In the United States, we continuously hear that families are the backbone of our society. Is this really true? Do our policies and laws really reflect our cultural values?
In comparing our work-family policies to those of other industrialized nations — specifically, Germany, Italy and Sweden — Caitlyn Collins, assistant professor of sociology, identifies a chasm between the U.S. and Europe in support for mothers, fathers and children.
“We talk about families being the most valuable part of our lives, the part that gives us meaning, hope, fulfillment in ways that we don’t get from anywhere else,” Collins says. “However, this rhetoric is not backed up with policies or laws that enable families the time and resources necessary to take care of one another — especially those families who most need support.”
Take Sweden, for example. After having a child, couples receive 480 days of paid leave. “And the government even offers a gender equality bonus for parents who split the parental leave time equally,” Collins says. “It’s literally a cash incentive to get men to take more leave.” Gender equality is a cornerstone of Swedish society. It’s built into their welfare law.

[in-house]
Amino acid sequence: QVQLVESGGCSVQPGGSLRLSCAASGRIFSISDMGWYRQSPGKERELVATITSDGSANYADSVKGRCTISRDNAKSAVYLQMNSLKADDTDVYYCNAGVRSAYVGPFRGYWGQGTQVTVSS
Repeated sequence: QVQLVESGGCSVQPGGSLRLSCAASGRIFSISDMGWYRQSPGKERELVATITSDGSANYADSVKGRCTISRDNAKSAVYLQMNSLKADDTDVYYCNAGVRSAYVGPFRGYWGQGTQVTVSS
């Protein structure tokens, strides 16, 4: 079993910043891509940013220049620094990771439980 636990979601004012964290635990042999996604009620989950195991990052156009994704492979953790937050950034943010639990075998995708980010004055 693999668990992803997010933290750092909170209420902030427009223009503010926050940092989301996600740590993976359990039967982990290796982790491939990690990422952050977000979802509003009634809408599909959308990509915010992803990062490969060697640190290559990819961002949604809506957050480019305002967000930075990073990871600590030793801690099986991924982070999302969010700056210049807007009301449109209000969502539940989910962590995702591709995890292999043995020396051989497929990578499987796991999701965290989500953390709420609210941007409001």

Can you even imagine that here in the U.S.?
“The United States is one of only two countries on the planet that doesn’t mandate maternity leave,” Collins says. “We have no universal child-care system; we have no minimum standard for vacation and sick days, with disastrous consequences on families, especially on the working mothers whom I interviewed.”
How might Americans modernize our cultural attitudes around breadwinning and caregiving? How might we develop the political will to implement policies that would help mothers and fathers be happier and healthier, and by extension do better work? These are among the questions Collins addresses in her new book, Making Motherhood Work: How Women Manage Careers and Caregiving, scheduled for release by Princeton University Press in January 2019.
Investigating complex issues of culture, policy and social inequality is precisely what sociologists are trained to do, and precisely why a sociology department was brought back to the university at this pivotal time in the country’s history, when inequality continues to rise.